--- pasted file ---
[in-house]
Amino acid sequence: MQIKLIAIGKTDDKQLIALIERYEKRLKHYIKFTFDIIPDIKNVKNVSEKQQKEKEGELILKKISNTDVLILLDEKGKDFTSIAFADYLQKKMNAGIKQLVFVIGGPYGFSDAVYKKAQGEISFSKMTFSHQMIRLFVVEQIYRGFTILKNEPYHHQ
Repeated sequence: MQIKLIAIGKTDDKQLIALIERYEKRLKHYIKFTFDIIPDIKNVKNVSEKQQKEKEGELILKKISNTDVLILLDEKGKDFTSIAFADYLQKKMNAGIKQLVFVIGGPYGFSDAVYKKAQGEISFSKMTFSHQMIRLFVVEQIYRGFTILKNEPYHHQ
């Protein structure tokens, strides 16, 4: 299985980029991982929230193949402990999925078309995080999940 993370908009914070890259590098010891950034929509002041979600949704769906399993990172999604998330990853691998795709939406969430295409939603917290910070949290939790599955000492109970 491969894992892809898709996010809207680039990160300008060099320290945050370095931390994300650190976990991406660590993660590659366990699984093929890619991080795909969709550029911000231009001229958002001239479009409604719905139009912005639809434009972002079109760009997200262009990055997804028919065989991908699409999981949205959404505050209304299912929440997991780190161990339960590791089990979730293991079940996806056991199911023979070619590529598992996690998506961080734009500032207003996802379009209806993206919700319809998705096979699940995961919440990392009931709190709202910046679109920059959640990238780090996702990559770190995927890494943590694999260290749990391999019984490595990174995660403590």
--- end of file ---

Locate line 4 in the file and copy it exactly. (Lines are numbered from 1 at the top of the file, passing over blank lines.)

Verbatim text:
């Protein structure tokens, strides 16, 4: 299985980029991982929230193949402990999925078309995080999940 993370908009914070890259590098010891950034929509002041979600949704769906399993990172999604998330990853691998795709939406969430295409939603917290910070949290939790599955000492109970 491969894992892809898709996010809207680039990160300008060099320290945050370095931390994300650190976990991406660590993660590659366990699984093929890619991080795909969709550029911000231009001229958002001239479009409604719905139009912005639809434009972002079109760009997200262009990055997804028919065989991908699409999981949205959404505050209304299912929440997991780190161990339960590791089990979730293991079940996806056991199911023979070619590529598992996690998506961080734009500032207003996802379009209806993206919700319809998705096979699940995961919440990392009931709190709202910046679109920059959640990238780090996702990559770190995927890494943590694999260290749990391999019984490595990174995660403590």